Christina sails from Tahoe Keys to Black Rock City
Stepping on to the playa at Burning Man is like scuba diving in the most far-off waters.
To the primeval, it’s a deluge of stimulation. Anomalies of fire, color, costume and sculpture prance and pepper the barren space, one after another, overlapping and overwhelming.
More than can be imagined rolls over the hard dirt floor of Black Rock City in the form of art cars, mutant vehicles dandified so ornately it’s hard to believe the parts were once known to man. There’s life-sized golden dragons and larger than life butterflies, busses completely covered in faux polar bear fur, peacocks, rolling couches and a fire-breathing reptilian chariot made completely from kitchen utensils.
But last year, above all the motorized moving mania, stood one monumental art car: Christina, a 65-foot-long, 25-foot tall, 35,000 pound yacht, it’s massive hull painted with the turquoise waves of Lake Tahoe. South Lake Tahoe-based excavation contractor Captain Flipper Manchester of F.B. Inc. pulled the boat from the Tahoe Keys (he was actually hired to destroy it), plopped it on a cement truck chassis and spent the September week cruising the desert. Along with the massive dancing woman sculpture, the conspicuous sand dune temple, and the elaborate structure topped by the infamous Man, Christina was unforgettable.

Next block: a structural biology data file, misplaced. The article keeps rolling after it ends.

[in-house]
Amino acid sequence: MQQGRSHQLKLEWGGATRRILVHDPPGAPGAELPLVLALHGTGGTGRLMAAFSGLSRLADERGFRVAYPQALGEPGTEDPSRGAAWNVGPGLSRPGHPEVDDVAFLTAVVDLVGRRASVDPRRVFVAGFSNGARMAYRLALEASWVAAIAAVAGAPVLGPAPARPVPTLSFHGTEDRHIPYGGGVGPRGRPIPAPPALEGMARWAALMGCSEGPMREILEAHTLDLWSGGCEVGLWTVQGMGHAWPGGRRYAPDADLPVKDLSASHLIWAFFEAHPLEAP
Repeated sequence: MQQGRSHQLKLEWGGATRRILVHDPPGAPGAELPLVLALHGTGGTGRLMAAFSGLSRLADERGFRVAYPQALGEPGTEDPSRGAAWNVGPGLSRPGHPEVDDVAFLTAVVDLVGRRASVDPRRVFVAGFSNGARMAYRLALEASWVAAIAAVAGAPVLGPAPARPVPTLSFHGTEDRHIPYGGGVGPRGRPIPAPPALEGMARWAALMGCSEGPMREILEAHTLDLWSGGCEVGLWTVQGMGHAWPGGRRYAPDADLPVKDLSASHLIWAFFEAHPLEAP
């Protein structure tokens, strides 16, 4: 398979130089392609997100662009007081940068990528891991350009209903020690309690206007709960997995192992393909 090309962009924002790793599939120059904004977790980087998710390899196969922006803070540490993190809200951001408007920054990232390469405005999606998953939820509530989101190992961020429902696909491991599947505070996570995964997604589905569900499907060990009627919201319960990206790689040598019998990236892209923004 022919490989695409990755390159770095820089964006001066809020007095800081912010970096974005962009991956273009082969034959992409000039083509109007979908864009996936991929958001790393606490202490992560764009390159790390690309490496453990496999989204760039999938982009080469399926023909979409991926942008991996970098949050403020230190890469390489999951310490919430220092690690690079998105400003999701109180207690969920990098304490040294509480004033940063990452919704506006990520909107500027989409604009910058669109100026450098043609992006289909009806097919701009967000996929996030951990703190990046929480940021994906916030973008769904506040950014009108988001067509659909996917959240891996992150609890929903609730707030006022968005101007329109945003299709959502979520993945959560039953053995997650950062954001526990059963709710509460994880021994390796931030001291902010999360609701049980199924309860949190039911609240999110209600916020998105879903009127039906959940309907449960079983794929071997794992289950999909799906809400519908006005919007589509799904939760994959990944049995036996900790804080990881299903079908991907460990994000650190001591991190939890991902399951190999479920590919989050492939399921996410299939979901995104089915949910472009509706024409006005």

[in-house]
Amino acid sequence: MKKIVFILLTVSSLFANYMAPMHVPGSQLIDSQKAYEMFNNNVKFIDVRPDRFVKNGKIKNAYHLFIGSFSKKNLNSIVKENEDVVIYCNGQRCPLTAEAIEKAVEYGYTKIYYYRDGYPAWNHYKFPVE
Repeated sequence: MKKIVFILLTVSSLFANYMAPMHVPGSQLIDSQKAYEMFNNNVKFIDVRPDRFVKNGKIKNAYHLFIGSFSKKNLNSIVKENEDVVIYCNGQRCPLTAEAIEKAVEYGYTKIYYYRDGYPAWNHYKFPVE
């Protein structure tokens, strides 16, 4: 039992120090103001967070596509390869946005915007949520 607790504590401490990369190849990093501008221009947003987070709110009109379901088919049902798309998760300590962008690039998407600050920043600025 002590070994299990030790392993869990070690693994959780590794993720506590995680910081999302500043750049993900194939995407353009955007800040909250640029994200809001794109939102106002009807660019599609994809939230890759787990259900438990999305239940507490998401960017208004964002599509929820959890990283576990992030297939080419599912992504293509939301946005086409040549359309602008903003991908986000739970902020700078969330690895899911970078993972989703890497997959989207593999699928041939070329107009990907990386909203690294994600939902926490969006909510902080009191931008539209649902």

From anywhere on the Playa, the yacht could be seen, but barely anyone knew how it came to be there. Manchester, a fourth-year Burner without ties to any of the major Burning Man organizations or funding, built the land vessel in relative secrecy. Spending nearly $15,000 of his own money, he hired a crew to work full time for a month, rented three semitrucks to move Christina and paid the Nevada Highway Patrol to escort him over Kingsbury Grade.
“When I pulled that boat up, I actually got in line with everybody else,” Manchester said. “Everything just came to a complete stop. Everybody was on it.”
More than 6,000 people, including myself, took a voyage either on one of the two decks or in the black-lit carpeted cabin, where just about anything could’ve happened in the dark corners. Officials like the firefighters, event organizers and even one of the part-owners of Burning Man were so enthralled by Manchester’s work, they requested private jaunts. By the end of the fete, Christina was awarded Art Car of the Year.
This year, Manchester is working to improve the craft with better handrails, a louder sound system and pyrotechnics. A fundraiser, featuring Opulent Temple DJs and a performance by the Tahoe Fire Dancers, is planned of for April 23 in the MontBleu Theatre. Unfortunately, Christina won’t be traveling from her current resting place in Gardnerville for the event.
“It’s quite an operation to move this thing,” the captain said.
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